Indonesia is my home country and aside from my family, I miss Indonesian food most of all.
With such a complex Indonesian food culture, I could go on all day about our relationship to our food.
One thing is for sure though, you definitely have to give it a try.
It wont take you long to understand why!
More on Indonesian Food
Check out our blog post on How to Make Easy Indonesian Homemade Tempeh. You can even get some of the ingredients and cooking ware from the post.
We also attended a cooking class in Bali, and we share the recipe and what we learn there.
If you’re in Atlanta and are interested in eating at an Indonesian restaurant, we highly recommend Batavia Indonesian Restaurant. The food is awesome!
Let us know if you’re coming here and maybe we will go with you!
For More on Indonesia: When we travel, we use Lonely Planet. By buying a book at one of the Amazon.com links below, we get a small referral fee at no additional cost to you.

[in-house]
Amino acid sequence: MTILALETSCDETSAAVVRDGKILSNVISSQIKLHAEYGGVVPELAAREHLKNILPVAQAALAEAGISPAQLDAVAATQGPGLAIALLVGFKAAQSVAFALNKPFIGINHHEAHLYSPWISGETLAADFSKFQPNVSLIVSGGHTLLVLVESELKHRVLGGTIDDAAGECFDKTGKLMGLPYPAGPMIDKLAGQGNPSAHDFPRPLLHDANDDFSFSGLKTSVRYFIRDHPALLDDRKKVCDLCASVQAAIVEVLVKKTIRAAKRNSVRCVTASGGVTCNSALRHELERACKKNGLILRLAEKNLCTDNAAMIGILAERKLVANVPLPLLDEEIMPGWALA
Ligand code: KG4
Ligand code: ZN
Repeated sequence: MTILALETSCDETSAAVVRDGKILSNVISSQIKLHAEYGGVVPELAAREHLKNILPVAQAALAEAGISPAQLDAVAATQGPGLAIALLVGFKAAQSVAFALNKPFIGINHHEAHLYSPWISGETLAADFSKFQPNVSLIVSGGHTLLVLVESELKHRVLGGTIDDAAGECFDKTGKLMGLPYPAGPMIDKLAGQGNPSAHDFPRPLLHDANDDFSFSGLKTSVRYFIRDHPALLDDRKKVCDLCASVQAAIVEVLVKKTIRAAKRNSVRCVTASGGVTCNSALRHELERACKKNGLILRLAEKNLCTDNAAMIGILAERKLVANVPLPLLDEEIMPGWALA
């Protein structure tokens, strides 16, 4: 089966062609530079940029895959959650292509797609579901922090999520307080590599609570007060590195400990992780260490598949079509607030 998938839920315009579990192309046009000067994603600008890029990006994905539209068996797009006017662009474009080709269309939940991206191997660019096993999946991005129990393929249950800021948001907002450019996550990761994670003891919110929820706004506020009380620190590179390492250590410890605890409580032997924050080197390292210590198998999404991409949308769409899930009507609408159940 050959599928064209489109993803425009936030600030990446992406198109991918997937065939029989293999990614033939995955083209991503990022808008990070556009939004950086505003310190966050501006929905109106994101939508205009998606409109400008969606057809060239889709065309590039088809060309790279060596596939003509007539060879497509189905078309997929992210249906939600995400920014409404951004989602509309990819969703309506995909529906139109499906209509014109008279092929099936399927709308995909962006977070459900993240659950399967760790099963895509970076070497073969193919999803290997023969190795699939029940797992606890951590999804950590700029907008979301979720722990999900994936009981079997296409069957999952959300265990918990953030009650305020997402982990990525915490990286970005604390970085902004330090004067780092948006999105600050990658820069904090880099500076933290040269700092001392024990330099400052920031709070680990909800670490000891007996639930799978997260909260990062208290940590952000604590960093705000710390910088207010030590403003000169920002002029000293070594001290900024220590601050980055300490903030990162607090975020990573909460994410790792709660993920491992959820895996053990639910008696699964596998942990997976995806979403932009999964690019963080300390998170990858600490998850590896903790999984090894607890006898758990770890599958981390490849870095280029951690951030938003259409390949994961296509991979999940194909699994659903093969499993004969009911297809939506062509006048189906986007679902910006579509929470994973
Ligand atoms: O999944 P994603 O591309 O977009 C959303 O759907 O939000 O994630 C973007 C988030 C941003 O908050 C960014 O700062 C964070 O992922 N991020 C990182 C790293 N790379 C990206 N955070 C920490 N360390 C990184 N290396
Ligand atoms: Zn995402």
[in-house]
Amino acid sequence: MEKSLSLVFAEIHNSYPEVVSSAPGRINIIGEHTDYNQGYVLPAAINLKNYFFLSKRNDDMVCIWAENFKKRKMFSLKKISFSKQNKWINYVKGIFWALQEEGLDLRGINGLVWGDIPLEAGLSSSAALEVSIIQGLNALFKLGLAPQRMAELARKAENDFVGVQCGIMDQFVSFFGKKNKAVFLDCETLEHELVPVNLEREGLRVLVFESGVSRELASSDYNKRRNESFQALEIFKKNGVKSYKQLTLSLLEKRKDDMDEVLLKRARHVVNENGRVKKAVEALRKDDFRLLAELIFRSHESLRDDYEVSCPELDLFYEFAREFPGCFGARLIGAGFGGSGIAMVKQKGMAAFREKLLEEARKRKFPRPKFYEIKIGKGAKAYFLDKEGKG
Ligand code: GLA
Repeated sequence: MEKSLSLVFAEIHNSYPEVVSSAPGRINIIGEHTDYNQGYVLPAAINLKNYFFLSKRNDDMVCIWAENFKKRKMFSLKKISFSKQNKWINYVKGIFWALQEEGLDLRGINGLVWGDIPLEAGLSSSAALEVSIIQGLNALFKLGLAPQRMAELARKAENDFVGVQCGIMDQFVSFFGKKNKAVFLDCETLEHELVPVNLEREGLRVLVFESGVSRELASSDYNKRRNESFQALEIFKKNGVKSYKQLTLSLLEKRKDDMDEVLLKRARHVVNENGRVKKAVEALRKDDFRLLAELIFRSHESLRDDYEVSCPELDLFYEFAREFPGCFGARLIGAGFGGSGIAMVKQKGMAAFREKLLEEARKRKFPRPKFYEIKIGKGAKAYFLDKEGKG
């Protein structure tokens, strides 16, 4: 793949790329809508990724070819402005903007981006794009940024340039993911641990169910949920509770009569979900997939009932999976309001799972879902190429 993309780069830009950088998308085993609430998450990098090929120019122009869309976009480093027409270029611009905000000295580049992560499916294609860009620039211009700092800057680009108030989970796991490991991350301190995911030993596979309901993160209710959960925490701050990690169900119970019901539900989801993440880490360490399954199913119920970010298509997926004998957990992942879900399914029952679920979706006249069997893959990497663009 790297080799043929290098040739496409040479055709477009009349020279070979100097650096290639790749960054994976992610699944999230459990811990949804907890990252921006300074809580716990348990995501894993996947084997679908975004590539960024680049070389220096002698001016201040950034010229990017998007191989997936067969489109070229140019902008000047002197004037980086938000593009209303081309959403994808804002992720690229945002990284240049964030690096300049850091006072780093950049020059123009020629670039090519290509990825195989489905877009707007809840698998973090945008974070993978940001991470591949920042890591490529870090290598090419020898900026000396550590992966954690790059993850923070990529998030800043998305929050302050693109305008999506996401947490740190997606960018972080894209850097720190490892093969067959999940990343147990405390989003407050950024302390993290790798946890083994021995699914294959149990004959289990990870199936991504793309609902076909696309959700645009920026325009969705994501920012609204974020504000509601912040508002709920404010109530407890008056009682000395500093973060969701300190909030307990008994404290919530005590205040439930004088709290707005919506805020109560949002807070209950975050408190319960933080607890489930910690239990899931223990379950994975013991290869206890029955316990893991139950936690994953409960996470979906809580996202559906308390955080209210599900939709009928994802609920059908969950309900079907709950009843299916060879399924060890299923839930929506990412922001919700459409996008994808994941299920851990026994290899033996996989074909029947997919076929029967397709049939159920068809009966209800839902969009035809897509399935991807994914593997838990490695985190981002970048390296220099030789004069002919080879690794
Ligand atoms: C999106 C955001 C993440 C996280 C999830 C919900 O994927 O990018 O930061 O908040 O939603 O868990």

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Halef moved from Indonesia to the US nearly two decades ago to go to college here. He hasn’t looked back. He’s been to over forty countries and doesn’t plan on stopping anytime soon. He’s a Landscape Architect in Atlanta, GA.
5. KRUPUK: THE ESSENTIAL TO ANY DISH
Gotta disagree on this one. From my point of view, when it comes to krupuk, there are only two types of Indonesian: those who can’t have nice meals without krupuk and the other who always forget to eat it although it’s served in front of them.
I’m the latter. 😉
Diesta Dhania Pertiwi
Your article is really nice! I’m asking your permission to repost some of these points towards our event (Indonesian Food Festival) in Netherlands. I’m looking forward towards your reply.